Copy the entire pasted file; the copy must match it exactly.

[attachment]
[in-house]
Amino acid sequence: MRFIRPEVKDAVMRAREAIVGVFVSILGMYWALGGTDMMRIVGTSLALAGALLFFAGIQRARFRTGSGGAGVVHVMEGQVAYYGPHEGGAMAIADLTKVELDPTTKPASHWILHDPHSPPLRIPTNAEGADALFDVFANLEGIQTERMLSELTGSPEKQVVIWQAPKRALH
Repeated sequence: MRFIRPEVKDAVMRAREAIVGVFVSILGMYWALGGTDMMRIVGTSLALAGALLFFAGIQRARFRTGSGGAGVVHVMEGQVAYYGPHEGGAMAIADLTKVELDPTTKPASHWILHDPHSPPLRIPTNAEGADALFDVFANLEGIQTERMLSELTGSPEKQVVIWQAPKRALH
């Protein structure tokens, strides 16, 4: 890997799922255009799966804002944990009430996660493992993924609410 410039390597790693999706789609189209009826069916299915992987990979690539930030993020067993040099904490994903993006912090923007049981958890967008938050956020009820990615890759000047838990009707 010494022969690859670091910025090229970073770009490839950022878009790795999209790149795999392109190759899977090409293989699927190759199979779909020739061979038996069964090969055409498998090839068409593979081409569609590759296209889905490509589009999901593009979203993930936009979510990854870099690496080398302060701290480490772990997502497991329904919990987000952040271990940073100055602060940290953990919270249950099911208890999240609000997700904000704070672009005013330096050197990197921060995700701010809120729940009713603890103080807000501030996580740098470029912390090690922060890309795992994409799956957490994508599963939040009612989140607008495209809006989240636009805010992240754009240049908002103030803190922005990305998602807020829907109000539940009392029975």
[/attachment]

[in-house]
Amino acid sequence: MRFIRPEVKDAVMRAREAIVGVFVSILGMYWALGGTDMMRIVGTSLALAGALLFFAGIQRARFRTGSGGAGVVHVMEGQVAYYGPHEGGAMAIADLTKVELDPTTKPASHWILHDPHSPPLRIPTNAEGADALFDVFANLEGIQTERMLSELTGSPEKQVVIWQAPKRALH
Repeated sequence: MRFIRPEVKDAVMRAREAIVGVFVSILGMYWALGGTDMMRIVGTSLALAGALLFFAGIQRARFRTGSGGAGVVHVMEGQVAYYGPHEGGAMAIADLTKVELDPTTKPASHWILHDPHSPPLRIPTNAEGADALFDVFANLEGIQTERMLSELTGSPEKQVVIWQAPKRALH
């Protein structure tokens, strides 16, 4: 890997799922255009799966804002944990009430996660493992993924609410 410039390597790693999706789609189209009826069916299915992987990979690539930030993020067993040099904490994903993006912090923007049981958890967008938050956020009820990615890759000047838990009707 010494022969690859670091910025090229970073770009490839950022878009790795999209790149795999392109190759899977090409293989699927190759199979779909020739061979038996069964090969055409498998090839068409593979081409569609590759296209889905490509589009999901593009979203993930936009979510990854870099690496080398302060701290480490772990997502497991329904919990987000952040271990940073100055602060940290953990919270249950099911208890999240609000997700904000704070672009005013330096050197990197921060995700701010809120729940009713603890103080807000501030996580740098470029912390090690922060890309795992994409799956957490994508599963939040009612989140607008495209809006989240636009805010992240754009240049908002103030803190922005990305998602807020829907109000539940009392029975």